I tend to be fairly straightforward when it comes to the flies I use and carry for fishing at any given time, and this past weekend was no exception. My vest always has more empty pockets than those that are occupied by fly boxes and other tackle, as opposed to the guys I fish with, who when they put on their vest add tonnage to their total weight.
I fished a total of 5 fly patterns the entire weekend, and probably no more than 10 flies total. Of those 5 patterns I did fish, only three patterns were the fish takers. Below are the three patterns that worked, and the other two patterns that didn't work but were fished, were a blue-winged olive thorax, and the other a light cahill.
First up is the Iris Caddis, which is one of the best caddis emerger imitations we have ever fished. We've been tying them on size #16 Dohiku dry fly hooks, and the combination of materials and Czech steel make for a very effective imitation.
Next up, the Isonychia, or Slate Drake, emerger. These big, juicy flies draw trout from the depths when the naturals are present, and this weekend we got to enjoy the rewards.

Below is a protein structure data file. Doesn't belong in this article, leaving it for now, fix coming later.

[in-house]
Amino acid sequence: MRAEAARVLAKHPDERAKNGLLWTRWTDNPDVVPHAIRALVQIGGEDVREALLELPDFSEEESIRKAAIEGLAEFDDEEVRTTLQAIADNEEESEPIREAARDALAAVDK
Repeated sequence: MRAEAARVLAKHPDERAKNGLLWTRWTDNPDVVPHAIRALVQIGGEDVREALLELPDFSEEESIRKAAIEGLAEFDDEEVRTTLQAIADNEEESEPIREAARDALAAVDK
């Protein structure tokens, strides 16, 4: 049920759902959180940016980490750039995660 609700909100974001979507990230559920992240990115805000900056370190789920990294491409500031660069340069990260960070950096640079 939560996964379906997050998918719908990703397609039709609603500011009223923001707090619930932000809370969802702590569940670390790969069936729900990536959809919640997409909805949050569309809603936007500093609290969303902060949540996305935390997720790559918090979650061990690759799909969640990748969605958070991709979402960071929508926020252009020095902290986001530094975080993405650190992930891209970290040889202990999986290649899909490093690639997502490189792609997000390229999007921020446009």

Finally, we have the Sulphur Usual. This pattern in size #18 and 20, was our most successful with the finicky trout of the Delaware. Despite other flies hatching in much greater numbers - Blue-winged olives and large Sulphurs - this fly brought the most trout to hand. Talk about a simple but effective pattern!
The other necessary ingredient was a fairly long leader, 12-13 feet in total length, of which 30" was 5X tippet.
Like I said in the prior post, the fish were not easy by any stretch of the imagination, but a good cast, a drag-free drift that was well-timed, and your reward would be the quick, soft sip of a trout taking your offering.
How sweet it is!